Los Angeles News

Sheriff Baca agrees to recommended jails commission reforms

Wednesday, October 03, 2012

Los Angeles County Sheriff Lee Baca is responding to a scathing report that blasted the management of county jails. He's brushing off calls for his resignation but is agreeing to some reforms.

"I take the blame for whatever's wrong," said Baca Wednesday.

This is the sheriff's first public comments on the scathing report by the Citizens' Commission on Jail Violence. The report states that the problem of excessive and unnecessary use of force in L.A. County jails was the result, in part, of a failure of leadership in the department.

The Citizens' Commission on Jail Violence consists of some of the most respected people in Los Angeles County, including former U.S. attorneys general and federal judges. The commission's nine-month investigation concluded that there has been a failure of leadership in the Los Angeles County Sheriff's Department.

The commission's report says Baca enabled or failed to deal with overly aggressive deputy behavior far too long.

"You've got to fight what is wrong to be a deputy sheriff. You cannot tolerate another deputy's bad behavior," Baca said. "And that has happened here."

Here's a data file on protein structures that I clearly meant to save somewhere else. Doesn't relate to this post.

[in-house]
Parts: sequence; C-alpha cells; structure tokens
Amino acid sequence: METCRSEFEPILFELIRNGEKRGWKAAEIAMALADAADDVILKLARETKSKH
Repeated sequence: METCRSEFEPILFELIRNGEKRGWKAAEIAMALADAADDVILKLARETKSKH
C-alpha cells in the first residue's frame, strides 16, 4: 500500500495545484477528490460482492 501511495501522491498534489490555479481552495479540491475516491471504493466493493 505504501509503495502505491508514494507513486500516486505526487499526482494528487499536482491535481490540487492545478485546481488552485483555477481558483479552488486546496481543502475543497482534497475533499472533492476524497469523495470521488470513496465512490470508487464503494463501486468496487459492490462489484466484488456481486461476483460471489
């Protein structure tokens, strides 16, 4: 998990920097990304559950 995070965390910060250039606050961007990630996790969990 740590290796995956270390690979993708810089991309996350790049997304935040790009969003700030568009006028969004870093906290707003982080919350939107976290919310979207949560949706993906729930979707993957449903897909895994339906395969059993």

According to the sheriff's department, in the past year use-of-force incidents in the jails have decreased by more than 50 percent. The decrease, according to the department, can be attributed to educational opportunities offered to county jail inmates, such as G.E.D. classes.

The report concludes there has been a persistent pattern of use of excessive force by deputies against jail inmates. It recommends the department should be revamped with a third assistant sheriff. It also recommends more supervision of the jails, and taking deputies out of the jails and putting them out on the streets.

The sheriff's department allowed Eyewitness News to talk to some inmates as long as the inmates were not identified. The inmates said there's still room for improvement, but there are still problems with relations with deputies.

"It's not right at all. They do a lot of foul stuff here," said one inmate.

"Things have calmed down. It is a good program, but at the same time, it's still disrespect though," said another inmate.

The Citizens' Commission on Jail Violence recommended that deputies be trained specifically to deal with inmates. Baca agrees with that.

Baca said he won't quit. He said the voters gracefully put him in office -- they could gracefully vote him out of office if they choose to.

(Copyright ©2014 KABC-TV/DT. All Rights Reserved.)

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